being had for this world. Unfortunately, the people he was talking
to didn't speak English (Dr. Somé was away at that point).
The whole experience led,
however, to Alex's going to college to study psychology.
He returned to the United
States after four years because,
"he discovered that
all the things that he needed to do had been done, and he could
then move on with his life."
The last that Dr. Somé
heard was that Alex was in graduate school in psychology at Harvard.
No one had thought he would ever be able to complete undergraduate
studies, much less get an advanced degree.
Dr. Somé sums up what Alex's mental illness was all about:
"He was reaching out.
It was an emergency call. His job and his purpose was to be a
healer. He said no one was paying attention to that."
After seeing how well the
shamanic approach worked for Alex, Dr. Somé concluded that spirit
beings are just as much an issue in the West as in his community in
"Yet the question
still remains, the answer to this problem must be found here,
instead of having to go all the way overseas to seek the answer.
There has to be a way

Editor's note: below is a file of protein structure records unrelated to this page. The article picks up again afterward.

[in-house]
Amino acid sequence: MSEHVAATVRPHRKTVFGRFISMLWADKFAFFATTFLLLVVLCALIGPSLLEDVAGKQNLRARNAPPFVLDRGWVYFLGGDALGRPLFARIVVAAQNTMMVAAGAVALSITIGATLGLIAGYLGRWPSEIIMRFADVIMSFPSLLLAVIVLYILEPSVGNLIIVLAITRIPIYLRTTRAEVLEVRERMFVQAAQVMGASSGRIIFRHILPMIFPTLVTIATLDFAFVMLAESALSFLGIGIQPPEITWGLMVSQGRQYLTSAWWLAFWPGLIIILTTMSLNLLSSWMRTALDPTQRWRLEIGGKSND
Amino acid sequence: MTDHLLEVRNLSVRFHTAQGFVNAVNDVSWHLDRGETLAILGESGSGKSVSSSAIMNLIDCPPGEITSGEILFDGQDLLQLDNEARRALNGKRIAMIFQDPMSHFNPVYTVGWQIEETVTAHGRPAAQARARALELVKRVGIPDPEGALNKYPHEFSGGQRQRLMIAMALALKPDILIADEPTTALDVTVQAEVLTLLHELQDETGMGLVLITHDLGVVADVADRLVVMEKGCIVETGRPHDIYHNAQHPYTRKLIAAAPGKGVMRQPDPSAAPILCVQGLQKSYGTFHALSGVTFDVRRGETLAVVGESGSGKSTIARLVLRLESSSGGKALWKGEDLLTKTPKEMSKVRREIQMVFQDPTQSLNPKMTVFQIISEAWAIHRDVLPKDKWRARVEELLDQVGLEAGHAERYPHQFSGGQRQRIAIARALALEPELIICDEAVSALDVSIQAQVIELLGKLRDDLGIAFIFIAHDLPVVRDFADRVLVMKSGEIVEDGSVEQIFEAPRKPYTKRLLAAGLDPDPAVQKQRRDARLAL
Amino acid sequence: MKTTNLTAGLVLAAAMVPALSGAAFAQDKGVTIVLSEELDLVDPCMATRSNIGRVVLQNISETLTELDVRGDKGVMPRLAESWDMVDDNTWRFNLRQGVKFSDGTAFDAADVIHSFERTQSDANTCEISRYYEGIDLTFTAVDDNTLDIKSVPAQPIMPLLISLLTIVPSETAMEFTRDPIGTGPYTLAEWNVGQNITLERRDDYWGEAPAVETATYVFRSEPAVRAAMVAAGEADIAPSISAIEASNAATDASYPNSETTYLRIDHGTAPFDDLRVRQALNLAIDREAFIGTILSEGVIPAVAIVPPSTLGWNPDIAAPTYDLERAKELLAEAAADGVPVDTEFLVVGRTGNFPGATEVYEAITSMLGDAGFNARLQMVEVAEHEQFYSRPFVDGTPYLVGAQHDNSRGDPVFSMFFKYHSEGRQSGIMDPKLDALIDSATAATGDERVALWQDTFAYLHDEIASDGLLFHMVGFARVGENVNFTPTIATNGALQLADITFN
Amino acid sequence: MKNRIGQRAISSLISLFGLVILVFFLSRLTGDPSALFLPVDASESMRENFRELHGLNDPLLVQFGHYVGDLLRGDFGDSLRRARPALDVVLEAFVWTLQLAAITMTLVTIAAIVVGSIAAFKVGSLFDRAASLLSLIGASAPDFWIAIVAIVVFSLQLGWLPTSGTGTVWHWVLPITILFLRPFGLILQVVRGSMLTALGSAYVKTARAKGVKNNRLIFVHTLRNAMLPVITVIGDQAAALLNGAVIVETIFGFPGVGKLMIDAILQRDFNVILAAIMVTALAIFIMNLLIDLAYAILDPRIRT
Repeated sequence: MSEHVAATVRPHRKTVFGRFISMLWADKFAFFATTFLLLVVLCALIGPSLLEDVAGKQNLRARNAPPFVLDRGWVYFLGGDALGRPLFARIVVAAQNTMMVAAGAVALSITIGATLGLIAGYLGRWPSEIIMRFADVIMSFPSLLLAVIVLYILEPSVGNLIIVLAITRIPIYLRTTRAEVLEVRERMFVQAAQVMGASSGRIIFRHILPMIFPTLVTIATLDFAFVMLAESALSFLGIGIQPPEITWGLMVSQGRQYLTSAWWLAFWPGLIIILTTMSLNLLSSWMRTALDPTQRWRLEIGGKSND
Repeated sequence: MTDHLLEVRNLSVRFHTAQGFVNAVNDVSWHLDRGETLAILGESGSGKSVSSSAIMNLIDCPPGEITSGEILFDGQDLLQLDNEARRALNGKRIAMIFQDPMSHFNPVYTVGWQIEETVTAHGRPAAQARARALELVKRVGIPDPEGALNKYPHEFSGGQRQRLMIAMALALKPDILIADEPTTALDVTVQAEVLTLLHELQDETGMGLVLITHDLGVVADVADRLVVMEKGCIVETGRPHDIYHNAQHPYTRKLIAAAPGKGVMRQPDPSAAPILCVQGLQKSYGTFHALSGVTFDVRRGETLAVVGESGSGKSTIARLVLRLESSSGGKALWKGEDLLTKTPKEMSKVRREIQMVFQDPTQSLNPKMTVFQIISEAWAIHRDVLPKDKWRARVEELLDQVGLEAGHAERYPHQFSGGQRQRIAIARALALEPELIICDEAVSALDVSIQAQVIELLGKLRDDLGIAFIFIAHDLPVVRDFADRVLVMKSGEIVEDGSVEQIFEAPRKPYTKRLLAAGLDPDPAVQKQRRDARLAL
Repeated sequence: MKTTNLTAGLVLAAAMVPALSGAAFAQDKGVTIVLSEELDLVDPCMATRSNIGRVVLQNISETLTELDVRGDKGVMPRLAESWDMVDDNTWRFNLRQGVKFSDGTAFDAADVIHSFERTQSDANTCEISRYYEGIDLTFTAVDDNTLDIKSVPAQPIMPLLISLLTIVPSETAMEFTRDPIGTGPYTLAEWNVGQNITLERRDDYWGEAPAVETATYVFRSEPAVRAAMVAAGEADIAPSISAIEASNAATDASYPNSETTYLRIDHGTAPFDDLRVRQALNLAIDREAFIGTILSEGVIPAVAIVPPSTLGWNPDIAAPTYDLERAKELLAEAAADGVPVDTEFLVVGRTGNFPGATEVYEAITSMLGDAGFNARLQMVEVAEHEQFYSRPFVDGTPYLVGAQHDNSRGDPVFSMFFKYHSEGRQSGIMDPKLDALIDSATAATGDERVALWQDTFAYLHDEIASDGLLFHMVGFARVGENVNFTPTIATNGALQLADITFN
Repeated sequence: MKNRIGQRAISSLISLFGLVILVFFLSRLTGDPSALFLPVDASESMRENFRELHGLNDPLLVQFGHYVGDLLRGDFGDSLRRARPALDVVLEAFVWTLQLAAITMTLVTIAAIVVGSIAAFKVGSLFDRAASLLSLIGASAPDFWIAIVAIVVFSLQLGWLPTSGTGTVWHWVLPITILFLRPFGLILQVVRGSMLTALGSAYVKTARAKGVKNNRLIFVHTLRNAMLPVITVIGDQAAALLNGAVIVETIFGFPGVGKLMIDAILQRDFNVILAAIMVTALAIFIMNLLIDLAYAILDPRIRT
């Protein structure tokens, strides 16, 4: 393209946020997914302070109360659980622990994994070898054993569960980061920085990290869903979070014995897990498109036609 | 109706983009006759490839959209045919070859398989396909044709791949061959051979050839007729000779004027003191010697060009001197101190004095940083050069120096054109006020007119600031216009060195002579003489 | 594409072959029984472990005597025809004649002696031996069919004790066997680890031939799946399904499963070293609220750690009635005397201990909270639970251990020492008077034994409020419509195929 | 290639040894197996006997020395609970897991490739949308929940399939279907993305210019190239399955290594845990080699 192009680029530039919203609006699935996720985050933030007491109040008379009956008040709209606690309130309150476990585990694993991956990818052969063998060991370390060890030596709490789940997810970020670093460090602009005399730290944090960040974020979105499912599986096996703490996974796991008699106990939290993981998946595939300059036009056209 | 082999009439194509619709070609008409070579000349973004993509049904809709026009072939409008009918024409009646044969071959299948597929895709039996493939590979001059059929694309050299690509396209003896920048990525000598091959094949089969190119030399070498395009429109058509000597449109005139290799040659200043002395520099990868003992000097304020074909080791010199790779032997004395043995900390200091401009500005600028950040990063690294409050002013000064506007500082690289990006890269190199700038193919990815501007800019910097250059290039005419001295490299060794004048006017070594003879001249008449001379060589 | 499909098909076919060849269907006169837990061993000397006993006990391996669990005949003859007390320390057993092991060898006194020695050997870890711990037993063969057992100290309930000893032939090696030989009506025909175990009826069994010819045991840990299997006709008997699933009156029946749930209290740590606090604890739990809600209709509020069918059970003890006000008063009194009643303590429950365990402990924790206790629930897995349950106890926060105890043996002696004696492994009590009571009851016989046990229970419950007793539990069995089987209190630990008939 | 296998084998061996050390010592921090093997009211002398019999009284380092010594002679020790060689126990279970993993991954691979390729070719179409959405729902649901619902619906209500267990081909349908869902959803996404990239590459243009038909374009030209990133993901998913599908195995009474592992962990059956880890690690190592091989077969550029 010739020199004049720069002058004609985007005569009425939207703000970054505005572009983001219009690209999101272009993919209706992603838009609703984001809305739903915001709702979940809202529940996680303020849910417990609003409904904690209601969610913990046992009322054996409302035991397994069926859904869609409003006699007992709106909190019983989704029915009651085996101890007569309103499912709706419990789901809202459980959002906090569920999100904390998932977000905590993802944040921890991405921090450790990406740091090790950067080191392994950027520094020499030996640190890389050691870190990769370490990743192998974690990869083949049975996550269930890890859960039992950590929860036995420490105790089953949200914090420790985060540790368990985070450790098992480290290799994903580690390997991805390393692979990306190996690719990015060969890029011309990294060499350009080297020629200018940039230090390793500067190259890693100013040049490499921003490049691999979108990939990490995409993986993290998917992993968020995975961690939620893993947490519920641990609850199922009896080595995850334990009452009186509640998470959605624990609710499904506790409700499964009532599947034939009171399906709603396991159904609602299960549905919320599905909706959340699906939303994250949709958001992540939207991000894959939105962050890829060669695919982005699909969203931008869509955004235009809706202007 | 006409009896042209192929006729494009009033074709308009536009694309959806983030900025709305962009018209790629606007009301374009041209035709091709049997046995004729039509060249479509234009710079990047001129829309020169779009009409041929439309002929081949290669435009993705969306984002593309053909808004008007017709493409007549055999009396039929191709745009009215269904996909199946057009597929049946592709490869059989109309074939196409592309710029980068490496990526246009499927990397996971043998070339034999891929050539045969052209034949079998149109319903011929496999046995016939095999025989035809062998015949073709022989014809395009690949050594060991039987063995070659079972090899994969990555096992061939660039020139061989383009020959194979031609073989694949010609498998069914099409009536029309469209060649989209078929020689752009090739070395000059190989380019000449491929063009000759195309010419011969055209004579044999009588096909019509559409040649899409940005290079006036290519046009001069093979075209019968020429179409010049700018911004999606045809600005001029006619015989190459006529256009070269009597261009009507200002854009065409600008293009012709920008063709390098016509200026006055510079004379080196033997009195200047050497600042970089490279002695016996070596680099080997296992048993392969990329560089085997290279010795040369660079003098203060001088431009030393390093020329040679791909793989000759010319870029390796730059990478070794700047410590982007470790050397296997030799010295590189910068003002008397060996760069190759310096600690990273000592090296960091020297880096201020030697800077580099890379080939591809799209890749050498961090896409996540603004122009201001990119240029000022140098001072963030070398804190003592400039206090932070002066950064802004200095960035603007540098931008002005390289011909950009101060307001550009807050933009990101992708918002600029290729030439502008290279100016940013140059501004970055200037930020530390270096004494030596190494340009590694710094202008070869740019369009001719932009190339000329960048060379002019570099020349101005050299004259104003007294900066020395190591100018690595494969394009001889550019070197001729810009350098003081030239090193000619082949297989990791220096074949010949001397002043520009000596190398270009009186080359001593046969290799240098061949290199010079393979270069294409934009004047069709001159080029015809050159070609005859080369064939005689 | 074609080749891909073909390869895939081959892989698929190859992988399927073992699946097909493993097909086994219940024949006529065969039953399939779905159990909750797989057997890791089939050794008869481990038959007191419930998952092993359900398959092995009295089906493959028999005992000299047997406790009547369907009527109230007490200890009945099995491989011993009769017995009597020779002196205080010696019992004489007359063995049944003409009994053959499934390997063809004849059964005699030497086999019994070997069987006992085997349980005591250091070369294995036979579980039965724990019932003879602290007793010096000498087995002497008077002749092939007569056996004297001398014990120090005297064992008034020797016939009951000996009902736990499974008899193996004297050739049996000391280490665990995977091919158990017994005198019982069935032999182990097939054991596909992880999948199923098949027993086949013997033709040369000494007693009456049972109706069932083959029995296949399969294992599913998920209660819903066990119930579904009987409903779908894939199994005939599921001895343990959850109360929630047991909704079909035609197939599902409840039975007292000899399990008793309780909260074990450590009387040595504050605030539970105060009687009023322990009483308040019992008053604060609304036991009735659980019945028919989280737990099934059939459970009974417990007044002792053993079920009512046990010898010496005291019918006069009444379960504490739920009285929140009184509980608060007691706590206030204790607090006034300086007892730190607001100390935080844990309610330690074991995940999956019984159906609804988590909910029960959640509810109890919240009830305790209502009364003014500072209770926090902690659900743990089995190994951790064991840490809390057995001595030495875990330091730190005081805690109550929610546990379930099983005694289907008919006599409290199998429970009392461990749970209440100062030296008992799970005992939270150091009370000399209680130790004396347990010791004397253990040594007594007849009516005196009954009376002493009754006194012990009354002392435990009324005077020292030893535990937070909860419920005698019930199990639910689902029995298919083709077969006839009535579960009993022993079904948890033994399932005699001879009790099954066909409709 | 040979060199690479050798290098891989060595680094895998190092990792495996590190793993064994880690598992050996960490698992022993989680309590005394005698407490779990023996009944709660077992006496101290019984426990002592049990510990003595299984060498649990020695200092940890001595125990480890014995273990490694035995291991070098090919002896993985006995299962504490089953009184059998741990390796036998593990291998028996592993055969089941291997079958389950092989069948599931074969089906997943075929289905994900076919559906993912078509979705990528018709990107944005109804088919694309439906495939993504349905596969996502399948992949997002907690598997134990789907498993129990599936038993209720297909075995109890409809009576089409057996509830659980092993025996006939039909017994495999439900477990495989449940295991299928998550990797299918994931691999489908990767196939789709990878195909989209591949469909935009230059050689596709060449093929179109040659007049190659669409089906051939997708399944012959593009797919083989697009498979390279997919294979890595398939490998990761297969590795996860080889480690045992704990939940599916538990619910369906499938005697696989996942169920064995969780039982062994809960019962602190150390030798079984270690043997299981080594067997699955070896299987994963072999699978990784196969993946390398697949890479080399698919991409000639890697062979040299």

in which a little bit of attention beyond the pathology of this
whole experience leads to the possibility of coming up with the
proper ritual to help people."
A common thread that Dr. Somé has noticed in "mental" disorders in
the West is,
"a very ancient
ancestral energy that has been placed in stasis, that finally is
coming out in the person."
His job then is to trace
it back, to go back in time to discover what that spirit is. In most
cases, the spirit is connected to nature, especially with mountains
or big rivers, he says.
In the case of mountains, as an example to explain the phenomenon,
"it's a spirit of the
mountain that is walking side by side with the person and, as a
result, creating a time-space distortion that is affecting the
person caught in it."
What is needed is a
merger or alignment of the two energies,